I am not afraid of her temper. She turns it against me only once, on Saint Patrick’s Day, when she pinches me hard enough to bruise my arm for wearing the orange ribbon that my mother insisted on tying in my hair. Crying harder than I do, she then bakes me a custard with nutmeg and cinnamon. “All’s fair in love and war,” she warns me sadly as I eat the peace offering from her best china. “It’s part of being Irish.”

There are other parts to being Irish. We don’t cry over spilled milk, not for long anyway. As proof, she instructs me to consider our wakes: whiskey- and tear-soaked celebrations of passage for a stiffening corpse laid out in a coffin on the dining-room table. We keen, wailing heart-wrenching sobs, and later tell jokes and stories, laughing ourselves silly with just as much enthusiasm. Some of us drink. “We know how to live,” she teaches me, “and we know how to die. And we know how to tell about it, too.”

On rainy afternoons I stay with her to keep her company while Grandpa works, and she fills me in on what she’s learned of the Easter Rising, secondhand of course, because she, after all, was living with her Uncle Mike here in Michigan. While my grandfather reads meters for the water department, we take turns standing on the ottoman, waving our arms and raising our voices in impassioned speeches for home rule. Since neither of us will pretend to be the hated English, we Irish volunteers wedge ourselves behind the sofa, aiming our fingers at invisible troops.

A voracious reader, she glibly paints word pictures of Dublin Castle and Connolly Street, of De Valera and Pearse, but she lets me direct the scenes she sets. “I don’t know how to play,” she tells me. “All I learned to do was mend stockings and scrub floors, so you will have to teach me.” I take delight in showing her how to barricade Connolly Street with a card table tipped on its side, how to make a Sinn Fein flag from a dish towel tied to a broomstick.

My mother is not pleased when she comes to pick me up. “Your grandmother’s time in the orphanage affected her,” Mother warns in the car later. “She’s never even been to Ireland, and we aren’t that Irish.” She grinds the gears. “Well, she may be, but I’m certainly not, and you’re even less so.” Her hands grip the De Soto’s steering wheel. “She’s always stretched the truth. Next thing she’ll be telling you about the stone angel falling on her father. It was a load of stone blocks.” Two bright spots of color appear on her cheeks. “With her, everything is high drama.”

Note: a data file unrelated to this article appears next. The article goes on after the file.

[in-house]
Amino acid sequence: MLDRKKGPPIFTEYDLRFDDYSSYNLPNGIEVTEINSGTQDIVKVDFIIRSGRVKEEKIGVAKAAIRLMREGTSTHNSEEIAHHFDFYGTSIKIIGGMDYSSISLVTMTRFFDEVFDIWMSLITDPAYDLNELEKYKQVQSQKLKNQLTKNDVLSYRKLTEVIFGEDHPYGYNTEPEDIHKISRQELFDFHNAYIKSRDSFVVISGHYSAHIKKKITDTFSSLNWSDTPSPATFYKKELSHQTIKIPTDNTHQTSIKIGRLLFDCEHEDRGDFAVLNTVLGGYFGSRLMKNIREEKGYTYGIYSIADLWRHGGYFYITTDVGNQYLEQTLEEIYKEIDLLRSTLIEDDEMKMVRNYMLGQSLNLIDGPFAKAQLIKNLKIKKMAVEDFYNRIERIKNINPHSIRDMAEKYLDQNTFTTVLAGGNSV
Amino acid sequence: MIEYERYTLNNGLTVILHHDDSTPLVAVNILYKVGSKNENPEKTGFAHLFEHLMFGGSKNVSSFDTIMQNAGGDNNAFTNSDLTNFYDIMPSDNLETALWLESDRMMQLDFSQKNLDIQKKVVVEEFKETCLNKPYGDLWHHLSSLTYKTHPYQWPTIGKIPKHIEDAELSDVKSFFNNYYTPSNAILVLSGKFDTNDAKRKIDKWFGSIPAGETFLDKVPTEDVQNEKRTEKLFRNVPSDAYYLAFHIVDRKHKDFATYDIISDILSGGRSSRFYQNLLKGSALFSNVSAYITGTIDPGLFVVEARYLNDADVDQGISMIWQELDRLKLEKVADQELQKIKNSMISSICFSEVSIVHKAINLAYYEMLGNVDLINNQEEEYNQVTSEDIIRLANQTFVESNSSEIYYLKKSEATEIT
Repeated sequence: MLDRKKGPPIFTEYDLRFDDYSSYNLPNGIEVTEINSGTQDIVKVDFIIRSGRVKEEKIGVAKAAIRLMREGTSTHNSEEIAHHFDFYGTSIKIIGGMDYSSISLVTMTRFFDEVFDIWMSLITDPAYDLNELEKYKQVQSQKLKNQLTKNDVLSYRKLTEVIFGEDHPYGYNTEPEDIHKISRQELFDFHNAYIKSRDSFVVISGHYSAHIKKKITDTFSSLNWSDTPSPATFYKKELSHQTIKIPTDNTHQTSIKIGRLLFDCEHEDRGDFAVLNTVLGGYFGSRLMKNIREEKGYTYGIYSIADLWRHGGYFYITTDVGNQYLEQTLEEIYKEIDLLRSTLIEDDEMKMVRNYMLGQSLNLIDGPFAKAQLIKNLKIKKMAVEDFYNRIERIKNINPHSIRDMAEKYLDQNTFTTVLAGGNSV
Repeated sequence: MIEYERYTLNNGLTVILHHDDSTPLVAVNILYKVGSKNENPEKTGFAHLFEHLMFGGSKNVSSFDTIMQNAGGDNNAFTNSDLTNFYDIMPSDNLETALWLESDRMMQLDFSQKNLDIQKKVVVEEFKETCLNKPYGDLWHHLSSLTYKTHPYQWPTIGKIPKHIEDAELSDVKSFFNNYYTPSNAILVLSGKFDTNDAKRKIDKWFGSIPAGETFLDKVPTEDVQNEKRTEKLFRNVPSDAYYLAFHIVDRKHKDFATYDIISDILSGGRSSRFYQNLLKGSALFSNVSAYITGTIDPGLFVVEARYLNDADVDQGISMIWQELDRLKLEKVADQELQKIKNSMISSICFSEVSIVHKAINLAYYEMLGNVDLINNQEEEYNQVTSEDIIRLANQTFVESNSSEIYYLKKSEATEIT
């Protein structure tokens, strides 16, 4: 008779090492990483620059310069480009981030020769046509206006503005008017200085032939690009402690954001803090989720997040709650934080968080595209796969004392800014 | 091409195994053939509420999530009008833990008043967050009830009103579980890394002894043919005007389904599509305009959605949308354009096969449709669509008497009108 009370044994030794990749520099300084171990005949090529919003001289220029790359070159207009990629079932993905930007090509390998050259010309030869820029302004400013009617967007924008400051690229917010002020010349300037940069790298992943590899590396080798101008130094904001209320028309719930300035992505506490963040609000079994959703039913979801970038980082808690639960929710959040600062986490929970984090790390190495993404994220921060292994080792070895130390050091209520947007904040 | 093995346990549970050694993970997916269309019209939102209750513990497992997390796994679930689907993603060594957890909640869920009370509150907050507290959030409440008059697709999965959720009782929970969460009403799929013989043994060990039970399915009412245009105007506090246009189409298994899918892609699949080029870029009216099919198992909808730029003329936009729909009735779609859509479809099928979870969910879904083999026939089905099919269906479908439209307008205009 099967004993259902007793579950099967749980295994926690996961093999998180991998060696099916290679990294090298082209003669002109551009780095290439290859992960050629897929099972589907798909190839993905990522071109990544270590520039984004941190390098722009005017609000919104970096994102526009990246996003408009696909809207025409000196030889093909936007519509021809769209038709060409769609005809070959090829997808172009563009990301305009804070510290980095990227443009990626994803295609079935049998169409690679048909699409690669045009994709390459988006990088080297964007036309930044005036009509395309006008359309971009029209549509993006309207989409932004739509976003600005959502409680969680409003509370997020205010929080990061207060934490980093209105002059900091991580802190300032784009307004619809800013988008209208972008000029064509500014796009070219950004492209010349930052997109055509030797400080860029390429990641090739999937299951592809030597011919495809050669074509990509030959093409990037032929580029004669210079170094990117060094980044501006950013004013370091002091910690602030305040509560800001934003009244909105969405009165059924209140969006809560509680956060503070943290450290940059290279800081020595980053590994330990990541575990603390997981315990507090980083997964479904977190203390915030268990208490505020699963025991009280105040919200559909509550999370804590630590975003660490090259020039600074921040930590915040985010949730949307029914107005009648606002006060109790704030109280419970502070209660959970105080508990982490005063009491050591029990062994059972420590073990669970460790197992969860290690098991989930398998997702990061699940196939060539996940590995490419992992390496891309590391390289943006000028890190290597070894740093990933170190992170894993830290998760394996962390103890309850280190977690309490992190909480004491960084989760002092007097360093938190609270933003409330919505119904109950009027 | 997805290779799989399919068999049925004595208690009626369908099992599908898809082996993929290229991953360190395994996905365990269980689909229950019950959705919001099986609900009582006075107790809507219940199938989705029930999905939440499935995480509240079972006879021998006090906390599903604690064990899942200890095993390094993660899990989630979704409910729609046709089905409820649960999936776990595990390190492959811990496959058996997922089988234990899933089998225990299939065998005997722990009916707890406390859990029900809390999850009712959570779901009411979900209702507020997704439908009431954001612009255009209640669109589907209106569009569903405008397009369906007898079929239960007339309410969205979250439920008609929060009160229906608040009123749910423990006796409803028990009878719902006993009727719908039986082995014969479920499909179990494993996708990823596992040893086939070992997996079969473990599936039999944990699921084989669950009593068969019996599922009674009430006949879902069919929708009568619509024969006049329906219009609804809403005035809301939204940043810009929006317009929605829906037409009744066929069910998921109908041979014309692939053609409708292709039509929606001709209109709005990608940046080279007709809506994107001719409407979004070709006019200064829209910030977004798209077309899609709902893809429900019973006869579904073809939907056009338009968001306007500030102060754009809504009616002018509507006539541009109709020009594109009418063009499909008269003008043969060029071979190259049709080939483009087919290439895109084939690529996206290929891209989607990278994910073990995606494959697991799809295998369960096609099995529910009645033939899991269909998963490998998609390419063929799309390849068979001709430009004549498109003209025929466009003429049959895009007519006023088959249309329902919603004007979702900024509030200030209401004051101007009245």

Afterward I am forbidden to be alone in my Grandmother’s presence for two months because she is a bad influence on me. So for two months I shell peas and snap beans for canning. Standing on a tall chair, I iron my father’s shirts, wondering all the time how Grandma will ever manage to play without me.

One afternoon when my work is done, my mother curls my hair, using sugar water for setting lotion. As she winds the curls in tight spirals, she holds the metal bobby pins between her teeth. I have never been quite so afraid of her. Then she sends me out with a quart jar of water to pick dandelions in the yard between our house and the barn. Standing in the kitchen window, she watches as bees swarm around my head like a buzzing brown cloud. I try to defend myself with the water, but even so, two of them sting me. When I run to the house, shrieking and crying, she orders me to my room to wait for my father to come home. “She deliberately poured water on herself,” she says to him, and he spanks me to calm her. I believe that my grandmother was lucky to live in an orphanage.